Let represent the number of scarves sold, and let represent the number of sweaters sold. There are two constraints: the number of items the business can make in a day (a maximum of 8) and the number of bags of knitting wool they can use per day (a maximum of 27). The first constraint (total number of items in a day) is written as:
Since each scarf takes 3 bags of knitting wool and each sweater takes 4 bags of knitting wool, the second constraint, total bags of knitting wool per day, is written as:
In summary, here are the equations that represent the new business:
; This is the profit equation: The business makes $8 per scarf and $10 per sweater.
Representing Constraints for Production
A factory produces two products, widgets and wadgets. It takes 24 minutes for the factory to make 1 widget, and 32 minutes for the factory to make 1 wadget. Research indicates that long-term demand for products from the factory will result in average sales of 12 widgets per day and 10 wadgets per day. Because of limitations on storage at the factory, no more than 20 widgets or 17 wadgets can be made each day. Write the inequalities that represent the constraints. Then summarize what has been described thus far by writing the objective function for time and the two constraints.
Let equal the number of widgets made; let equal the number of wadgets made. Based on the long-term demand, we know the factory must produce a minimum of 12 widgets and 10 wadgets per day. We also know because of storage limitations, the factory cannot produce more than 20 widgets per day or 17 wadgets per day. Writing those as inequalities, we have:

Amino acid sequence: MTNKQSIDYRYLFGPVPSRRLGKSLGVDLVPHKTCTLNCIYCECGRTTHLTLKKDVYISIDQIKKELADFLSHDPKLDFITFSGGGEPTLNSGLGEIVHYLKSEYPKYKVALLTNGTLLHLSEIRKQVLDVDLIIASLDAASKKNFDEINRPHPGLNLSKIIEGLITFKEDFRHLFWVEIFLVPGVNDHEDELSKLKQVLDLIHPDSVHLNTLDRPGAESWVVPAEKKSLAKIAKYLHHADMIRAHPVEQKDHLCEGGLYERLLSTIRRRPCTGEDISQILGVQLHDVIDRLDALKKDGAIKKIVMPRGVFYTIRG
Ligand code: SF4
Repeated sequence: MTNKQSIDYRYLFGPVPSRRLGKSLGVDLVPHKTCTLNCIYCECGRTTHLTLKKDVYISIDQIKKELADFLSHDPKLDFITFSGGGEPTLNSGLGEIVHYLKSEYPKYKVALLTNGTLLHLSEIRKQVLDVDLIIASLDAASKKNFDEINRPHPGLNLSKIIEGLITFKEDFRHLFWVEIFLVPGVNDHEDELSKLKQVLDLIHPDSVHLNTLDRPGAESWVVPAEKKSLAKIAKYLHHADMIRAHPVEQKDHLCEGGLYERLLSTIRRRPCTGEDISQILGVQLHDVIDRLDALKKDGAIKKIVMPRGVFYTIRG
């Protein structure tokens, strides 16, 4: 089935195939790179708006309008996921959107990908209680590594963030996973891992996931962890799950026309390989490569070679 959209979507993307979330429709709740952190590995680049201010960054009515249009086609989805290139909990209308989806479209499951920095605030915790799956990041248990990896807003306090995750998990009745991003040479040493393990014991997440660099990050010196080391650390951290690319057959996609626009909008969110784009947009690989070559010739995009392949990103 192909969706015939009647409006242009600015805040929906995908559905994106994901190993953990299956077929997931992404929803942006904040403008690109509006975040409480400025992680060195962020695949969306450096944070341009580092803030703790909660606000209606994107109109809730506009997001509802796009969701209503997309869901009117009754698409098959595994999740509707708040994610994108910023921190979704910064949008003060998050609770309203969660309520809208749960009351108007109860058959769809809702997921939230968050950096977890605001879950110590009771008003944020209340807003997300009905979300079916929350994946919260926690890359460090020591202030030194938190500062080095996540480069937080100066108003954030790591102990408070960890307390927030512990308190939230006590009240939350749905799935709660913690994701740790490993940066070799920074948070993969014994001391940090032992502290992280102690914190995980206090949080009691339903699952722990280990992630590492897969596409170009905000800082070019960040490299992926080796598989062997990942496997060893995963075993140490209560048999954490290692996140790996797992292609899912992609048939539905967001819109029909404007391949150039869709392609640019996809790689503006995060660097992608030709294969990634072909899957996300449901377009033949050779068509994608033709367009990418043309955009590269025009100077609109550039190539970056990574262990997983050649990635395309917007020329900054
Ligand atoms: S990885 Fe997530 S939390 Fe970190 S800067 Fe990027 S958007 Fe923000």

The number of widgets made per day must be between 12 and 20, and the number of wadgets made per day must be between 10 and 17. Therefore, we have:
The system is:
is the variable for time; it takes 24 minutes to make a widget and 32 minutes to make a wadget.
Applying Linear Programming to Solve Application Problems
There are four steps that need to be completed when solving a problem using linear programming. They are as follows:
Step 1: Compose an objective function to be minimized or maximized.
Step 2: Compose inequalities representing the constraints of the system.
Step 3: Graph the system of inequalities representing the constraints.
Step 4: Find the value of the objective function at each corner point of the graphed region.
The first two steps you have already learned. Let’s continue to use the same examples to illustrate Steps 3 and 4.
Solving a Linear Programming Problem for Two Products